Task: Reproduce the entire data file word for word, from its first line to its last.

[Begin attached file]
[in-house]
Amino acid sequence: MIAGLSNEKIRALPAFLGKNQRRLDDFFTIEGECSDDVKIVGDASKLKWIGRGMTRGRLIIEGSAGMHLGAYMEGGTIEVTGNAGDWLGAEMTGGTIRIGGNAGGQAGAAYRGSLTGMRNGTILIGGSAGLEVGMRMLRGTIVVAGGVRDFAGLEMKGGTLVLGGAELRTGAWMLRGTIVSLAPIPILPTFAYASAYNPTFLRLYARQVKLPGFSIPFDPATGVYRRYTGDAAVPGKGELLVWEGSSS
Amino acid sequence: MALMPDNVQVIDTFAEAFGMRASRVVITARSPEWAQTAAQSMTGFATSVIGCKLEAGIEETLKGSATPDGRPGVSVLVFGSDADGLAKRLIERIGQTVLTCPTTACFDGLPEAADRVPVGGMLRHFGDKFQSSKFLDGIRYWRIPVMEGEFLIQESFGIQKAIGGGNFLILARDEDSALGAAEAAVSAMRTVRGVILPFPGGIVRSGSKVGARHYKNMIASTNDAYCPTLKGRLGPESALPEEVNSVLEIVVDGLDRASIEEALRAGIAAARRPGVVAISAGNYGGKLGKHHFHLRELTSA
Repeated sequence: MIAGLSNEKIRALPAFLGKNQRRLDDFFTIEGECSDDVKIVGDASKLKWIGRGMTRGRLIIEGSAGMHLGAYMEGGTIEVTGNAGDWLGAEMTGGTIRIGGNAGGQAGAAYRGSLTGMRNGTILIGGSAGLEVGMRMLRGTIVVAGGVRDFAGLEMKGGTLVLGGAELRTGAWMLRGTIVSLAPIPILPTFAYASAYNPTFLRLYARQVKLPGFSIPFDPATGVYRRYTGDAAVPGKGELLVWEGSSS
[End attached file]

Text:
[in-house]
Amino acid sequence: MIAGLSNEKIRALPAFLGKNQRRLDDFFTIEGECSDDVKIVGDASKLKWIGRGMTRGRLIIEGSAGMHLGAYMEGGTIEVTGNAGDWLGAEMTGGTIRIGGNAGGQAGAAYRGSLTGMRNGTILIGGSAGLEVGMRMLRGTIVVAGGVRDFAGLEMKGGTLVLGGAELRTGAWMLRGTIVSLAPIPILPTFAYASAYNPTFLRLYARQVKLPGFSIPFDPATGVYRRYTGDAAVPGKGELLVWEGSSS
Amino acid sequence: MALMPDNVQVIDTFAEAFGMRASRVVITARSPEWAQTAAQSMTGFATSVIGCKLEAGIEETLKGSATPDGRPGVSVLVFGSDADGLAKRLIERIGQTVLTCPTTACFDGLPEAADRVPVGGMLRHFGDKFQSSKFLDGIRYWRIPVMEGEFLIQESFGIQKAIGGGNFLILARDEDSALGAAEAAVSAMRTVRGVILPFPGGIVRSGSKVGARHYKNMIASTNDAYCPTLKGRLGPESALPEEVNSVLEIVVDGLDRASIEEALRAGIAAARRPGVVAISAGNYGGKLGKHHFHLRELTSA
Repeated sequence: MIAGLSNEKIRALPAFLGKNQRRLDDFFTIEGECSDDVKIVGDASKLKWIGRGMTRGRLIIEGSAGMHLGAYMEGGTIEVTGNAGDWLGAEMTGGTIRIGGNAGGQAGAAYRGSLTGMRNGTILIGGSAGLEVGMRMLRGTIVVAGGVRDFAGLEMKGGTLVLGGAELRTGAWMLRGTIVSLAPIPILPTFAYASAYNPTFLRLYARQVKLPGFSIPFDPATGVYRRYTGDAAVPGKGELLVWEGSSS